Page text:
3. Use the HTML for/id association for labels rather than aria-labelledby as labelledby does not provide the expected behaviour of label elements for other users (i.e. clicking/touching label moves focus to the labelled control – increasing hot area of a control) All aria-labelledby does is provide an accessible name for a control in accessibility APIs.
    4. Note: in order for role=alert to work as expected there needs to be a change of display of the message (display:none to display:block for example) or the alert content needs to be added to the DOM dynamically.

    • Vincent

      Other clarifications:

      An element may not have multiple roles, so that it can not be both a button and a link at the same time, but ARIA roles cascade so that you may do something like role=”table grid”. This is a newer implementation so won’t work unless you’re using new assistive technologies/browsers.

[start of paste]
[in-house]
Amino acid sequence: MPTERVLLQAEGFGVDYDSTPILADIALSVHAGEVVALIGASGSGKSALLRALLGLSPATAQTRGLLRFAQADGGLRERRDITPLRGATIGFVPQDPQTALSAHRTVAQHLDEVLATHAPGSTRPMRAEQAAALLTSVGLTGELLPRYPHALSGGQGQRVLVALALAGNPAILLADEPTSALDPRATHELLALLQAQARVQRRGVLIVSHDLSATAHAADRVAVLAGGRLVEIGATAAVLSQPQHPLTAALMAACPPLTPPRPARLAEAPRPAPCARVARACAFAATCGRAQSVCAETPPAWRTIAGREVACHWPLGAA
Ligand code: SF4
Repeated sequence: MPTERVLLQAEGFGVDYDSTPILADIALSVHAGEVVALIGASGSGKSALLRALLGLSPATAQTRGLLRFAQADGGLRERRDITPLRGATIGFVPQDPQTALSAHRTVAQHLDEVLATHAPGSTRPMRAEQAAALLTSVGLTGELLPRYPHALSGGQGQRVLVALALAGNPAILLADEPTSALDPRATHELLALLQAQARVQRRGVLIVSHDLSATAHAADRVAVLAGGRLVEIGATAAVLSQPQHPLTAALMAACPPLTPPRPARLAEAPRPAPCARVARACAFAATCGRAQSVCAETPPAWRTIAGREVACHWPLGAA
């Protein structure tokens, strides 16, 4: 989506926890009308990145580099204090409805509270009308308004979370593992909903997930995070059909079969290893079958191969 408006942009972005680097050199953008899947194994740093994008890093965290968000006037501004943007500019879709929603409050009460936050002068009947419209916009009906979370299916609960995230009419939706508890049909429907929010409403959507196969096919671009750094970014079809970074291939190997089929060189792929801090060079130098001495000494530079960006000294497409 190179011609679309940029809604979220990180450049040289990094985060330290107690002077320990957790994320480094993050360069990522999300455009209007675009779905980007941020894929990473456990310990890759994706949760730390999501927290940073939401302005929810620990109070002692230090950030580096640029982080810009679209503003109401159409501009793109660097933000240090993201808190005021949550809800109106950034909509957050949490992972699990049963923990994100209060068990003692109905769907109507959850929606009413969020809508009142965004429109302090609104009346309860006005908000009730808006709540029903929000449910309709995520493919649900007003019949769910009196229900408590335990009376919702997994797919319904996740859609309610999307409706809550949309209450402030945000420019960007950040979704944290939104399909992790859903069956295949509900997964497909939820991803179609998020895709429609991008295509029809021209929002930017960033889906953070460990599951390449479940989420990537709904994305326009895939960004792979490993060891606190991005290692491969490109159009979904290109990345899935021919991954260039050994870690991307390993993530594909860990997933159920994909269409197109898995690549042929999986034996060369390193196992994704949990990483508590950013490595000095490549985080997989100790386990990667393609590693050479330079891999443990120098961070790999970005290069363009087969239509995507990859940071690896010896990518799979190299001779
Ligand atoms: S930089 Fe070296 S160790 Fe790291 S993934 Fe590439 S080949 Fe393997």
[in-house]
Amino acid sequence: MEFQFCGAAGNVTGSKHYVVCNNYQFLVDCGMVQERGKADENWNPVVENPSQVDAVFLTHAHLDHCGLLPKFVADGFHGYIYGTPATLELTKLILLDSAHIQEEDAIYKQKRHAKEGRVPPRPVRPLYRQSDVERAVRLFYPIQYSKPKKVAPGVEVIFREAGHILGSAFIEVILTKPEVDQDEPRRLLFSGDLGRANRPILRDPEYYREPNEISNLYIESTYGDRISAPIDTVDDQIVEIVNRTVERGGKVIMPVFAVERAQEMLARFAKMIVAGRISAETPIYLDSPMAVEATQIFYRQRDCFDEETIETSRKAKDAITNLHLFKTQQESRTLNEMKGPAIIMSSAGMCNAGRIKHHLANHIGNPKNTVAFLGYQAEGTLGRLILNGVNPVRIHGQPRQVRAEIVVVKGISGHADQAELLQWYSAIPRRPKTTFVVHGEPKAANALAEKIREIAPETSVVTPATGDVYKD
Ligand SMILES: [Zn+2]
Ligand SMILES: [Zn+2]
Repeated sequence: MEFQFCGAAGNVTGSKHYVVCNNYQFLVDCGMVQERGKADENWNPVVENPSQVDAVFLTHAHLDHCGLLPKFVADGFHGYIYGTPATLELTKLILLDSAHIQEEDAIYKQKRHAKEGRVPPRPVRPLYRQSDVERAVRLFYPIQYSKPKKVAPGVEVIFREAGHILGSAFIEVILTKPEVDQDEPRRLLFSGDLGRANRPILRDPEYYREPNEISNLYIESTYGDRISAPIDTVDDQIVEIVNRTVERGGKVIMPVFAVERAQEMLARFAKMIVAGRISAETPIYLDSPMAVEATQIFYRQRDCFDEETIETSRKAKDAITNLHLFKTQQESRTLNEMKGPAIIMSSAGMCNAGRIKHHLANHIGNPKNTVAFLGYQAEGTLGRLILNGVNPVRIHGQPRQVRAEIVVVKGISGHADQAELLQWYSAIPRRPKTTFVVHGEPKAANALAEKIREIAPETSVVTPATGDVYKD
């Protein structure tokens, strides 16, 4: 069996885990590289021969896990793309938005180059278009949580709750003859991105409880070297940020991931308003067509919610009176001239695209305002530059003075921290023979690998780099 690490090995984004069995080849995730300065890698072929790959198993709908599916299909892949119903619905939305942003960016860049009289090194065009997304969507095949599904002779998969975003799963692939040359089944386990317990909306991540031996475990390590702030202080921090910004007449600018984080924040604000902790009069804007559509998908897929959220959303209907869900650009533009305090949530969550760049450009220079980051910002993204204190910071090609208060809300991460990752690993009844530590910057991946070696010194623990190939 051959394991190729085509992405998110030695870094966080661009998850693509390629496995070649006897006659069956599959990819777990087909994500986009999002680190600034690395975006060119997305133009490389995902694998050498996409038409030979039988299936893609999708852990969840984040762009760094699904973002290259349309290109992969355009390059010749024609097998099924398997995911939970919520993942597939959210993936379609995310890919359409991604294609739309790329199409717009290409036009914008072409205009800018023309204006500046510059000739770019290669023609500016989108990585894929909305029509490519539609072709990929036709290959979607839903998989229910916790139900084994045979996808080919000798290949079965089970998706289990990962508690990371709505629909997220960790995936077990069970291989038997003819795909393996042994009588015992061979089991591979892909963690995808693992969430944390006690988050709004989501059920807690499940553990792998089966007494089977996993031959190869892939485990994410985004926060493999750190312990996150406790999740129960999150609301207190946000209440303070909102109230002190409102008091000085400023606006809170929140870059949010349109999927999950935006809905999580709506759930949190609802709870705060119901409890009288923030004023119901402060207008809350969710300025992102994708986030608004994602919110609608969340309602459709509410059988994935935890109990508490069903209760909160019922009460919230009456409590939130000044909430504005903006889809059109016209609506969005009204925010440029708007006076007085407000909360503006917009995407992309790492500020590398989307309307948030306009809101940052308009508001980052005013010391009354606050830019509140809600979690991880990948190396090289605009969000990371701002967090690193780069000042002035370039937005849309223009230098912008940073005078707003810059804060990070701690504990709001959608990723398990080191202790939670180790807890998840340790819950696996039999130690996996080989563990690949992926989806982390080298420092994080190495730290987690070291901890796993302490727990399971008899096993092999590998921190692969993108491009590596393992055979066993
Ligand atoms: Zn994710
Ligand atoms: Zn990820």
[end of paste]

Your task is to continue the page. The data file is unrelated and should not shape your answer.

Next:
4. For VoiceOver/Safari a change of display is not enough, you must insert content for it to be read.

      • Patrick Catanzariti

        Thank you to both Vincent and Steve for some great feedback and thoughts on this! Loving the discussion, the more this is spoken about openly and advice is given, the better the industry will become with ARIA :)

    • Thanks for all that! Definitely learned some new things. Great to get feedback from more well-versed folk in the field. Regarding #3, would my example of `aria-labelledby` in the figure element example be correct usage?

      • Steve Faulkner